Previously on FTCH, we had a week dedicated to the Nineties. There were Langoliers and Violent Femmes. There was Armageddon and the Cowboys won the Super Bowl (kinda the same thing to most people). We left you with pizza bites and beers to enjoy by. Happy Easter weekend. A little delayed here for my son and future daughter-in-law to be in town next weekend. I miss the Easter Egg hunts in the backyard, but not the running over unfound plastic eggs with the lawn mower in May. This week everything is everywhere and Tom Sawyer is abroad. There’s strawberry in the fudge stripes and orange cream in the licorice. The city is on fire, the ghost is in you, and it’s mind over mayhem. Sorry, Charlie, only the best blogs get to be FTCH.
Pop Culture Ephemera
- Mark Twain – Tom Sawyer Abroad (1894) (Charles L. Webster & Co.): “I have found out that there ain’t no surer way to find out whether you like people or hate them than to travel with them.” – Huck Finn. This sequel to The Adventures of Huckleberry Finn and Tom Sawyer is a short novel (a novella by today’s standards) that is narrated by Huck Finn and serves to parody the adventure novels of Jules Verne and allow Twain to combine his travelogues with the observational humor of his previous novels. This comes close to wandering into the “for fans only” territory. The trio of Huck, Tom, and Jim end up on a powerful balloon that takes them to have adventures in the Sahara and Egypt. I love the conceit that when an intelligent person with a bit of knowledge (in this case, Tom) tries to educate the lesser intelligent people (in this case, Huck and Jim), the more marginally educated people will argue logic against the truth until the more intelligent person admits that they must be correct. The biggest failure here is that it’s not the previous two novels. Don’t approach with high expectations, but this is a light and clever work.
- Columbo – “Mind Over Mayhem” (S.3 E.6) (1974): I still have many seasons to go but I’m willing to declare Season Three of Columbo as the pinnacle of the series. Written by Steven Bochco and starring Jose Ferrer (old school Hollywood), Jessica Walter (up and coming Hollywood), Lee Montgomery (character actor in the making), and Robby the Robot. Did I mention Robby the Robot? This episode sounds great on paper. It takes place in a Cybernetic research institute, there are war simulations, robots, huge computers, May/December romances, and battles over Scientist of the Year Awards. Neil Cahill (Robert Walker) has committed plagiarism with some molecular matter theory and now the original research is dead. There is an even younger boy genius, Steve Spelberg (tribute to the director of one of the Pilot films), who does research with MM7 (Robby the Robot). The problem is that any technology episode from 1974 is going to have built-in painful moments. And the setting of scientists in lab coats and walls of computers, takes away from some of the settings and tacky early Seventies fashion that highlight the show. The mystery unravels as do most of these with Columbo finding a key bit of evidence and then asking question after question. Even a lesser episode like this is fun to watch. Or go on to the next one “Swan Song” (S.3 E.7) with Johnny Cash and Ida Lupino that is often ranked as the actual best of the series. I mean, look at that poster!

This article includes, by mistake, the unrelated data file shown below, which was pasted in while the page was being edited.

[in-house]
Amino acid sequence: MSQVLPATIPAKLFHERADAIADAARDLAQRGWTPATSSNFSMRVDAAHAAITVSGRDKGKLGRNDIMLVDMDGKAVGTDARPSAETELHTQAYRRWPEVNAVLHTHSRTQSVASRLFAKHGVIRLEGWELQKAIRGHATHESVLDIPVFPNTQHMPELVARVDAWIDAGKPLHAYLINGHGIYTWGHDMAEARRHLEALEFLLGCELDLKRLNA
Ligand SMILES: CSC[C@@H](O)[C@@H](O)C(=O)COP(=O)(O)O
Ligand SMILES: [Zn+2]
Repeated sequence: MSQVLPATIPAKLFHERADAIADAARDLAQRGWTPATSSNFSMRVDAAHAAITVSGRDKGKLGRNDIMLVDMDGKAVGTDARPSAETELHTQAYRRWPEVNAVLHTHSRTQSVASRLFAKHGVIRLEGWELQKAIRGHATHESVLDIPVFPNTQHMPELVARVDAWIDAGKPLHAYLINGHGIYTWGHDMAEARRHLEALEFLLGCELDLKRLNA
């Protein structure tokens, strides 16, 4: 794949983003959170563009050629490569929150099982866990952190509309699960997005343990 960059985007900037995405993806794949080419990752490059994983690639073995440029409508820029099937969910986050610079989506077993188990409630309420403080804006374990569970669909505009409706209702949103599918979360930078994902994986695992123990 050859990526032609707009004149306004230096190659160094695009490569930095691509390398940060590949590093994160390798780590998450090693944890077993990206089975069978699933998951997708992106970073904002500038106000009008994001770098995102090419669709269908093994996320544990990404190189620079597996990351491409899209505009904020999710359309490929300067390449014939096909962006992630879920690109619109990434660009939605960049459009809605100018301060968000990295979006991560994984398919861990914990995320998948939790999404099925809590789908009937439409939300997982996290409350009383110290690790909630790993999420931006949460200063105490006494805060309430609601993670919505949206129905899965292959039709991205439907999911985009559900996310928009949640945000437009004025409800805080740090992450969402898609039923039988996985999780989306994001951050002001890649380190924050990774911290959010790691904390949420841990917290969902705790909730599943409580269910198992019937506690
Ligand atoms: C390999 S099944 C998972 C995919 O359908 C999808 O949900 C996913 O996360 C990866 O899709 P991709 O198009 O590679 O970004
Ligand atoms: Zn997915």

- The Psychedelic Furs – “The Ghost In You” (1984) (from Mirror Moves): “Angels fall like rain / And love is all of heaven away”. This is one of the few acts appearing at the Cruel World festival next month that I’ve seen in concert. When I saw them, this was the current album and this song was a showstopper as much or more as “Pretty In Pink”. Richard Butler’s voice is smooth like butter here. This song showed up on an episode of Stranger Things and reminded me that I’m still confused why this group never became a huge thing in the States. There’s a perfect 1984 blend of keyboards and that Eighties drum sound. Lyrically, you can’t beat a song about unending love that doesn’t fade over time.
- Mystery Science Theatre 3000: City on Fire (1989) (KTMA) (E.16): “She’s an old flame.” – Crow T. Robot. It’s amazing how much this series evolved in a mere four months and sixteen episodes. by the time they are doing this 1979 disaster film (with Henry Fonda, Shelley Winters and Leslie Nielsen), they have hit upon a style and pace that is still in play today. Joel Hodgson feels so much more comfortable interacting with the robots here than during the early Gamera films. There are some great bits in the skits, including that the Mads aren’t mad scientists anymore because they lost their funding and they are now just “mildly peeved researchers.” Lots of fire-related jokes as the city burns after a disgruntled employee sets an oil refinery on fire. Even a reference to the Yul Brynner PSA when Tom says, “I’m Servo. Now that I’m dead, don’t smoke.” The crew does a wonderful job with the disaster film genre and it’s a shame it wasn’t featured more going forward.